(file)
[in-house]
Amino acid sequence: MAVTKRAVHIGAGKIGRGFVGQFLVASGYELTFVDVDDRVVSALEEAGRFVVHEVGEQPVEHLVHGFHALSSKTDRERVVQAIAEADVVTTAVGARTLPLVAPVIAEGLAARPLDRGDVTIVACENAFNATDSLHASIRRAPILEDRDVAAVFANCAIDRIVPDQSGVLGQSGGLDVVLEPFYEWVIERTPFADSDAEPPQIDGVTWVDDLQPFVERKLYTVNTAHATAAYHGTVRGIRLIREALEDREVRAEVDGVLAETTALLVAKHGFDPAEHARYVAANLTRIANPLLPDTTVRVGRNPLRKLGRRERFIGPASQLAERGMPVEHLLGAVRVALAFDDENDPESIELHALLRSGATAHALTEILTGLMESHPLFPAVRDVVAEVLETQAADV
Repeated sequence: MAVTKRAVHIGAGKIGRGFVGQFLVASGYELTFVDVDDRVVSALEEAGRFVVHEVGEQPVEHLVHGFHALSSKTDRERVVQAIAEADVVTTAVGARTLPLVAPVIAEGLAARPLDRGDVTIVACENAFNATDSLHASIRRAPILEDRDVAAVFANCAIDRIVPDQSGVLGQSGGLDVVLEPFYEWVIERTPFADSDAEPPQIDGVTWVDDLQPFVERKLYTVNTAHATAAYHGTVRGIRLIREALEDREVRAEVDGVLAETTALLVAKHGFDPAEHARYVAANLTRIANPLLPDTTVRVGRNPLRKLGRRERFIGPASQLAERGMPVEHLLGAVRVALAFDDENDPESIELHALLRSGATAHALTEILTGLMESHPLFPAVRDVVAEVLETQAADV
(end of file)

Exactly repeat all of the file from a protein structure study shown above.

[in-house]
Amino acid sequence: MAVTKRAVHIGAGKIGRGFVGQFLVASGYELTFVDVDDRVVSALEEAGRFVVHEVGEQPVEHLVHGFHALSSKTDRERVVQAIAEADVVTTAVGARTLPLVAPVIAEGLAARPLDRGDVTIVACENAFNATDSLHASIRRAPILEDRDVAAVFANCAIDRIVPDQSGVLGQSGGLDVVLEPFYEWVIERTPFADSDAEPPQIDGVTWVDDLQPFVERKLYTVNTAHATAAYHGTVRGIRLIREALEDREVRAEVDGVLAETTALLVAKHGFDPAEHARYVAANLTRIANPLLPDTTVRVGRNPLRKLGRRERFIGPASQLAERGMPVEHLLGAVRVALAFDDENDPESIELHALLRSGATAHALTEILTGLMESHPLFPAVRDVVAEVLETQAADV
Repeated sequence: MAVTKRAVHIGAGKIGRGFVGQFLVASGYELTFVDVDDRVVSALEEAGRFVVHEVGEQPVEHLVHGFHALSSKTDRERVVQAIAEADVVTTAVGARTLPLVAPVIAEGLAARPLDRGDVTIVACENAFNATDSLHASIRRAPILEDRDVAAVFANCAIDRIVPDQSGVLGQSGGLDVVLEPFYEWVIERTPFADSDAEPPQIDGVTWVDDLQPFVERKLYTVNTAHATAAYHGTVRGIRLIREALEDREVRAEVDGVLAETTALLVAKHGFDPAEHARYVAANLTRIANPLLPDTTVRVGRNPLRKLGRRERFIGPASQLAERGMPVEHLLGAVRVALAFDDENDPESIELHALLRSGATAHALTEILTGLMESHPLFPAVRDVVAEVLETQAADV